Study Credits Uber With Decline in California Drunk Driving Deaths

When Uber released a study earlier this year produced with Mothers Against Drunk Driving, taking credit for a decline in drunken driving-related car crashes among drivers under 30, it was called out for not producing enough evidence to make the connection. But now comes a study from researchers at Philadelphia’s Temple University that suggests the entry of Uber’s low-cost ride service, Uber X, into 14 California counties led to a 3.6 to 5.6 percent decline in drunken driving deaths.

Tesla unveils its bizarre new 'Snakebot' automatic car charger

Tesla has unveiled a prototype charger for its vehicles that automatically (and creepily) finds the car's charging port and fills it with power, without the driver having to do anything. Elon Musk, the tech superstar who is the co-founder and CEO of the company, teased at the creation of the prototype on Twitter in December last year, writing: "We are actually working on a charger that automatically moves out from the wall and connects like a solid metal snake."

Understanding The Future Of Mobility

We stand on the threshold of what can realistically be described as the largest and most important shift in transportation in a century. The benefits will be enormous: An 80+ percent reduction in the cost of transportation. Reduced pollution. Reduced stress and road rage. A dramatic decrease in accidents and traffic deaths. Gaining back time lost to commuting — and the associated increase in productivity. Freeing up two lanes on many urban roads by eliminating parked cars. Even the reclaiming of the space allocated to home garages.

Japan's WalkCar the future of transport?

Kuniaki Sato and his team at Japan's Cocoa Motors have unveiled a new battery-powered mode of transportation that resembles a skateboard and can fit in a purse or bag when not in use. The "WalkCar" weighs less than seven pounds, can carry a person about 7.5 miles at speeds of up to 6.2 mph and does not require a parking space. It can be reserved online now, with shipping expected in spring 2016.

Introduction to the Deptartment of Transportation SBIR Program Webinar

Sept. 16. 10-11 a.m. CDT
This webinar will provide introductory-level information about the Department of Transportation's SBIR program. Agency SBIR Program Manager Rachael Sack will discuss the DOT's mission and objectives, primary topics of interest, and tips for writing successful proposal applications.

5 Things July Electric Vehicle Sales Taught Us

While we head into the last leg of summer 2015, great news about electric vehicles is popping up every week. The next-generation Chevy Volt will have an impressive 53 miles of range before drivers need to use gasoline; the first plug-in from Audi will be priced below $35,000 after incentives and now can be configured online; and California is continuing to spur mass EV adoption with programs like car sharing in low-income neighborhoods.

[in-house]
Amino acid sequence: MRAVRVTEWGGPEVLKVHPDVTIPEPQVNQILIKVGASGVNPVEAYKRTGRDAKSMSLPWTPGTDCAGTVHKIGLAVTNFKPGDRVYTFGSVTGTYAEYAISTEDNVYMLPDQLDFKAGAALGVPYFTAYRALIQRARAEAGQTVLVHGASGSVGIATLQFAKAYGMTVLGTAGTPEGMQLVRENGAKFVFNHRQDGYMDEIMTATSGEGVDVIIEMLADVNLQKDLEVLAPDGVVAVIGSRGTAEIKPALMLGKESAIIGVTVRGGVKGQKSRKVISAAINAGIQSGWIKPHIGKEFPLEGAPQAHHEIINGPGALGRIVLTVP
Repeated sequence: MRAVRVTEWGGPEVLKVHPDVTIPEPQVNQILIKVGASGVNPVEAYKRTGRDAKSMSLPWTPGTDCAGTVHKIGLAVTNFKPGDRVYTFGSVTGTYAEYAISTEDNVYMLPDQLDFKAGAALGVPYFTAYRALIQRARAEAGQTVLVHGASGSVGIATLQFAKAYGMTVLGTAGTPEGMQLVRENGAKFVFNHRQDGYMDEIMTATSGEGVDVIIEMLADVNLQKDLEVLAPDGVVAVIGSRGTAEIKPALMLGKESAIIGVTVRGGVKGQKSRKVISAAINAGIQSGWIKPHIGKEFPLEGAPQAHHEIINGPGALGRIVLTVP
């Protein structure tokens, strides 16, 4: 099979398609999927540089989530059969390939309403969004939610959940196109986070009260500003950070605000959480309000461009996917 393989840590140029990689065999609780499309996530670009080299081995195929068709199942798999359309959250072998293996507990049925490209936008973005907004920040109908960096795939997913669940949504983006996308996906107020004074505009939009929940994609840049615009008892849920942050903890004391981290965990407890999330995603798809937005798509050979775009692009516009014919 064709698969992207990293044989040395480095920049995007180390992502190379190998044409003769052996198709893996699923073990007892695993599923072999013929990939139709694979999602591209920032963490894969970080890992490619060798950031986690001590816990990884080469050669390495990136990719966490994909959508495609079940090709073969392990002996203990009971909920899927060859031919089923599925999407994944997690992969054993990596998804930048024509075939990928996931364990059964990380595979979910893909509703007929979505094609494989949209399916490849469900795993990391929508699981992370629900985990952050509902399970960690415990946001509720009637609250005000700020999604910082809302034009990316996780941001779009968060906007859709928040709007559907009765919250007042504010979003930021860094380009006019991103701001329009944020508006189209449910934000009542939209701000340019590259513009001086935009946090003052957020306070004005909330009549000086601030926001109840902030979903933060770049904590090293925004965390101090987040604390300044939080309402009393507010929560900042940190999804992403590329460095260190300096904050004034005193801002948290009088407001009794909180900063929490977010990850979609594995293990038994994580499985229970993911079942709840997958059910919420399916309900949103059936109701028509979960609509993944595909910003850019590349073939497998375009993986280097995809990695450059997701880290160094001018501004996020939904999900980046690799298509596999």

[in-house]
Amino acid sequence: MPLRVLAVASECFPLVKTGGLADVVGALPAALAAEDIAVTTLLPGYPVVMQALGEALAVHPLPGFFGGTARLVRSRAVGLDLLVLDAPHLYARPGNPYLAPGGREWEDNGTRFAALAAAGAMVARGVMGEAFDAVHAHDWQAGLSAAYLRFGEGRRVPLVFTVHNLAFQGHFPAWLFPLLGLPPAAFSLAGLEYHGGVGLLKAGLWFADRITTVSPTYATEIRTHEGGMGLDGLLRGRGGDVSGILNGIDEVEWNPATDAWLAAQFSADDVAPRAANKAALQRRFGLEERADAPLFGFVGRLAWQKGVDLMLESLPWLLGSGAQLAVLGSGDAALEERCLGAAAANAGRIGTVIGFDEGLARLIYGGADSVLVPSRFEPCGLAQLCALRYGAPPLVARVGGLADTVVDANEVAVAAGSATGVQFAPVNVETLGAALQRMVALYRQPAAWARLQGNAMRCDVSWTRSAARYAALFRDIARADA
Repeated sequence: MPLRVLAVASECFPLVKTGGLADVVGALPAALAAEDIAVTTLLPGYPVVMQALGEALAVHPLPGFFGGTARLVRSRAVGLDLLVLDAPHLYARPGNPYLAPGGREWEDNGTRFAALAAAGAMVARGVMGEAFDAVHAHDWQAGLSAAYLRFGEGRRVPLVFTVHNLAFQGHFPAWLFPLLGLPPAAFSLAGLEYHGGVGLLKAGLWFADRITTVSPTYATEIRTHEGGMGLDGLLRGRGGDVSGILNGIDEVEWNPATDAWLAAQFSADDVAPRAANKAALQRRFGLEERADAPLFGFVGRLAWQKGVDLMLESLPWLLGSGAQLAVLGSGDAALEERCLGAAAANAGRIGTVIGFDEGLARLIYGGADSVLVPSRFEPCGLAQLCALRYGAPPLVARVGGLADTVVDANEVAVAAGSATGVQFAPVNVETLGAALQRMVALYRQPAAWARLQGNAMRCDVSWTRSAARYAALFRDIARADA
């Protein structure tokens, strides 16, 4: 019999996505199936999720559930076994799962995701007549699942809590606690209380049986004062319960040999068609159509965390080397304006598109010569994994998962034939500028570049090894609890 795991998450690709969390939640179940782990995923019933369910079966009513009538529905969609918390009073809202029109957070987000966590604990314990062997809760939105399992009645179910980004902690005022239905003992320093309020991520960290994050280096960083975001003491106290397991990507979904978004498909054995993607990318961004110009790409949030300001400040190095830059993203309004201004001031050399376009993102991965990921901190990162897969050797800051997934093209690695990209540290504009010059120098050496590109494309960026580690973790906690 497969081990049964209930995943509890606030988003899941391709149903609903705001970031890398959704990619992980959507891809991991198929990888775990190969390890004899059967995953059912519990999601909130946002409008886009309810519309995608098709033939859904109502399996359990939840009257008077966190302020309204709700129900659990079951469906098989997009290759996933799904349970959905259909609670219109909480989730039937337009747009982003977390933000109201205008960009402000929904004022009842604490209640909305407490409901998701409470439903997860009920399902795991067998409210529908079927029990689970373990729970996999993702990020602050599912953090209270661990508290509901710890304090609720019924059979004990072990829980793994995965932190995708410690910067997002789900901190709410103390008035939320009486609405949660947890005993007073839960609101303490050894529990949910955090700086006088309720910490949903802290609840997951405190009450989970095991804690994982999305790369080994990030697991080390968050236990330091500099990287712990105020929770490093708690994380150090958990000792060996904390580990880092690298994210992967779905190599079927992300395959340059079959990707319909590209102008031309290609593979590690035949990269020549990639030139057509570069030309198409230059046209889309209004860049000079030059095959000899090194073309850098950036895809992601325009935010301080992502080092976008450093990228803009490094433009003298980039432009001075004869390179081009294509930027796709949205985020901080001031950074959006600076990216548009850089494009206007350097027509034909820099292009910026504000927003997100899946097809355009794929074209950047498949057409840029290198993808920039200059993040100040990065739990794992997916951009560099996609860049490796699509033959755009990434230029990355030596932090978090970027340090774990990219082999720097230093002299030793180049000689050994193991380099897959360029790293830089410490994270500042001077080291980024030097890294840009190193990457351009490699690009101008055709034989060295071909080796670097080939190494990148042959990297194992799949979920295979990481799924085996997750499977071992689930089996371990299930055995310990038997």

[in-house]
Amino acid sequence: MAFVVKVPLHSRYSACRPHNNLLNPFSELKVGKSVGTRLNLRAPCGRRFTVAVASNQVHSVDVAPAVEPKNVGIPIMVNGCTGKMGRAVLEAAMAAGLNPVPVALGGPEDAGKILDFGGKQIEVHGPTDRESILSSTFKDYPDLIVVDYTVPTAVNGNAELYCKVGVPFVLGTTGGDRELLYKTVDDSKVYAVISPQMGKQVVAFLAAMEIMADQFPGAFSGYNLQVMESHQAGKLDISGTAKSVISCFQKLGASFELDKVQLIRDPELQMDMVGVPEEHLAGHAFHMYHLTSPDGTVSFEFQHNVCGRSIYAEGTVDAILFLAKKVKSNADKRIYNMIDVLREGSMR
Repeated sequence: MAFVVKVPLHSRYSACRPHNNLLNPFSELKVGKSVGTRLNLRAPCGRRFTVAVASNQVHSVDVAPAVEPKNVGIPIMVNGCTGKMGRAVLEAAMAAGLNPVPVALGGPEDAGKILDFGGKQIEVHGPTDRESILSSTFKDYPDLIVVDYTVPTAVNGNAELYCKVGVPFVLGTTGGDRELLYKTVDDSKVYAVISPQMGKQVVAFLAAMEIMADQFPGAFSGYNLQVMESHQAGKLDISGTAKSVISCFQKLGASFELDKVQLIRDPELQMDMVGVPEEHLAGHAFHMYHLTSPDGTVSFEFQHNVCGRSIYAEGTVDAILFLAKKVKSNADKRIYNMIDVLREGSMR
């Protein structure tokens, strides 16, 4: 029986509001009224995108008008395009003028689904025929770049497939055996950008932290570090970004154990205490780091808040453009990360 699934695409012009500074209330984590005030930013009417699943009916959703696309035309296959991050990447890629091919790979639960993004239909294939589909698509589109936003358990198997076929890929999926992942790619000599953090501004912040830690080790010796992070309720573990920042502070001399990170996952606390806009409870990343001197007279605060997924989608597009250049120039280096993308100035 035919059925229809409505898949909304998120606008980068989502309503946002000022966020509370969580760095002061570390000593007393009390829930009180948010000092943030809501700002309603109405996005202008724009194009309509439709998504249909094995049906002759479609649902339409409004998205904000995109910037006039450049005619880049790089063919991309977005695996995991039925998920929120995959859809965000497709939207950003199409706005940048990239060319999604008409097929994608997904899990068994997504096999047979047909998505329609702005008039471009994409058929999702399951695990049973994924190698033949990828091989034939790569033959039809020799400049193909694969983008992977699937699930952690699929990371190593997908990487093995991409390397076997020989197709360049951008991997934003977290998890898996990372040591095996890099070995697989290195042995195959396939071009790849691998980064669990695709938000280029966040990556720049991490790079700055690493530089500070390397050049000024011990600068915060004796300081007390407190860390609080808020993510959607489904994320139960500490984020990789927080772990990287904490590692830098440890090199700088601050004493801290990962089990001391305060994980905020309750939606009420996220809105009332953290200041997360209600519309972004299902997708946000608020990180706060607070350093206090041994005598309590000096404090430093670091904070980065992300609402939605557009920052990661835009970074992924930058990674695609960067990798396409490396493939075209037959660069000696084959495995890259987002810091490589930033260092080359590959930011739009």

U.S. gas taxes rank among world's lowest

Even with Delaware Sen. Tom Carper's proposed increase of the federal gas tax from its current 18.4 cents per gallon to 34 cents over the next four years, U.S. fuel taxes are still among the lowest in the world, according to data from the Tax Foundation. When the average state tax is included in the figure, U.S. taxes are less than half of the next lowest global tax rates.

U.K. to test EV-charging highways this year

Transportation officials in the U.K. will begin experiments later this year to determine the feasibility of creating highways that would charge electric vehicles driving on them. "The potential to recharge low emission vehicles on the move offers exciting possibilities," said Transport Minister Andrew Jones. The government has committed $780 million over the next five years to a study and off-road trials of the technology. 

Self-driving Teslas could impact Uber

Uber could solve problems with insurance costs and driver benefits disputes with self-driving cars, an option Tesla board member Steve Jurvetson says the ride-sharing company is considering. But when analysts recently asked Tesla CEO Elon Musk if Tesla would sell self-driving cars to Uber or just offer their own ride-sharing service to compete, Musk declined to answer. 

Thursday, August 6, 2015

CMU self-driving technology spinoff acquired by Delphi

Carnegie Mellon University spinoff Ottomatika Inc. has been acquired by Delphi Automotive PLC, the university announced Tuesday. Financial terms of the transaction were not disclosed. Led by Electrical and Computer Engineering Professor Raj Rajkumar, Ottomatika, which provides software and systems development for self-driving vehicles, spun off from Carnegie Mellon in 2013 and received an investment from Delphi in November 2014.

CMU technology could help cities inspect and maintain streets more efficiently

Christoph Mertz spends his days looking at cracks in the street...

...Mertz is a researcher at Carnegie Mellon University. He works with CMU’s Traffic 21, a research arm of the university focusing on practical solutions to transportation problems, and he’s built a computer program that uses photos to detect cracks in street pavement. He’s been testing it out using photos extracted from the video he shoots in his own car, but he’s also working with the city to test the technology. He’s placed cameras inside three city vehicles.

UPS Goes Big on Renewable Fuels

UPS, a shipping company that relies heavily on its boxy brown trucks, says it plans to buy up to 46 million gallons of renewable diesel fuel during the next three years in an effort to replace 12 percent of the fossil fuels. The company, which announced the initiative on July 29, says the fuels it plans to procure from three producers are made from several organic-based sources, including animal fats and other waste oils, including palm oil. They also are virtually chemical twins of oil-based diesel and so can be used interchangeably with them both in pipeline and in engines.